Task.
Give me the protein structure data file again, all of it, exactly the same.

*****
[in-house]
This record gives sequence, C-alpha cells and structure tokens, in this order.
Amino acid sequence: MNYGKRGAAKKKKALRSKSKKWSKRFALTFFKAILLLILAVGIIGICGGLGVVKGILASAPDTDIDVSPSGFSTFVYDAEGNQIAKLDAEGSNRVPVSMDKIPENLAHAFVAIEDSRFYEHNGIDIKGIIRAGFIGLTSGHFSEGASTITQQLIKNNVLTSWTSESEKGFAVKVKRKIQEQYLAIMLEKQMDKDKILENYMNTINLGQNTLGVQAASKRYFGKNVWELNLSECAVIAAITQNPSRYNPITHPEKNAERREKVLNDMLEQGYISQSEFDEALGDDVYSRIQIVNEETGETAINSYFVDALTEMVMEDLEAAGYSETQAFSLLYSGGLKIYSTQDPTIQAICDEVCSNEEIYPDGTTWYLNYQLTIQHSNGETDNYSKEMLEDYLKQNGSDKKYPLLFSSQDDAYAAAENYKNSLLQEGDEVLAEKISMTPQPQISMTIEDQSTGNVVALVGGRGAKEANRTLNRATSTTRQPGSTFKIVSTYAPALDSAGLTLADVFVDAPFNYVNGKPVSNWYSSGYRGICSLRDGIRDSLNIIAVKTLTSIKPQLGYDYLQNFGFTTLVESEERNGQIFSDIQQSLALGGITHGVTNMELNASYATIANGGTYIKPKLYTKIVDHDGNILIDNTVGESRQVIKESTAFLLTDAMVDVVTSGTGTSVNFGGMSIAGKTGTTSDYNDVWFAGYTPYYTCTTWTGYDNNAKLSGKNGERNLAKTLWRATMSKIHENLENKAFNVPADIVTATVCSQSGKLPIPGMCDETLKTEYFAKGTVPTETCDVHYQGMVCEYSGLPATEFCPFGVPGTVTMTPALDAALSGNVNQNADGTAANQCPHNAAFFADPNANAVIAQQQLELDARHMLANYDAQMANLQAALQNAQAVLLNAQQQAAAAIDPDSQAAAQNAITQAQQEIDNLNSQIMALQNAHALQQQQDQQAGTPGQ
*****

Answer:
[in-house]
This record gives sequence, C-alpha cells and structure tokens, in this order.
Amino acid sequence: MNYGKRGAAKKKKALRSKSKKWSKRFALTFFKAILLLILAVGIIGICGGLGVVKGILASAPDTDIDVSPSGFSTFVYDAEGNQIAKLDAEGSNRVPVSMDKIPENLAHAFVAIEDSRFYEHNGIDIKGIIRAGFIGLTSGHFSEGASTITQQLIKNNVLTSWTSESEKGFAVKVKRKIQEQYLAIMLEKQMDKDKILENYMNTINLGQNTLGVQAASKRYFGKNVWELNLSECAVIAAITQNPSRYNPITHPEKNAERREKVLNDMLEQGYISQSEFDEALGDDVYSRIQIVNEETGETAINSYFVDALTEMVMEDLEAAGYSETQAFSLLYSGGLKIYSTQDPTIQAICDEVCSNEEIYPDGTTWYLNYQLTIQHSNGETDNYSKEMLEDYLKQNGSDKKYPLLFSSQDDAYAAAENYKNSLLQEGDEVLAEKISMTPQPQISMTIEDQSTGNVVALVGGRGAKEANRTLNRATSTTRQPGSTFKIVSTYAPALDSAGLTLADVFVDAPFNYVNGKPVSNWYSSGYRGICSLRDGIRDSLNIIAVKTLTSIKPQLGYDYLQNFGFTTLVESEERNGQIFSDIQQSLALGGITHGVTNMELNASYATIANGGTYIKPKLYTKIVDHDGNILIDNTVGESRQVIKESTAFLLTDAMVDVVTSGTGTSVNFGGMSIAGKTGTTSDYNDVWFAGYTPYYTCTTWTGYDNNAKLSGKNGERNLAKTLWRATMSKIHENLENKAFNVPADIVTATVCSQSGKLPIPGMCDETLKTEYFAKGTVPTETCDVHYQGMVCEYSGLPATEFCPFGVPGTVTMTPALDAALSGNVNQNADGTAANQCPHNAAFFADPNANAVIAQQQLELDARHMLANYDAQMANLQAALQNAQAVLLNAQQQAAAAIDPDSQAAAQNAITQAQQEIDNLNSQIMALQNAHALQQQQDQQAGTPGQ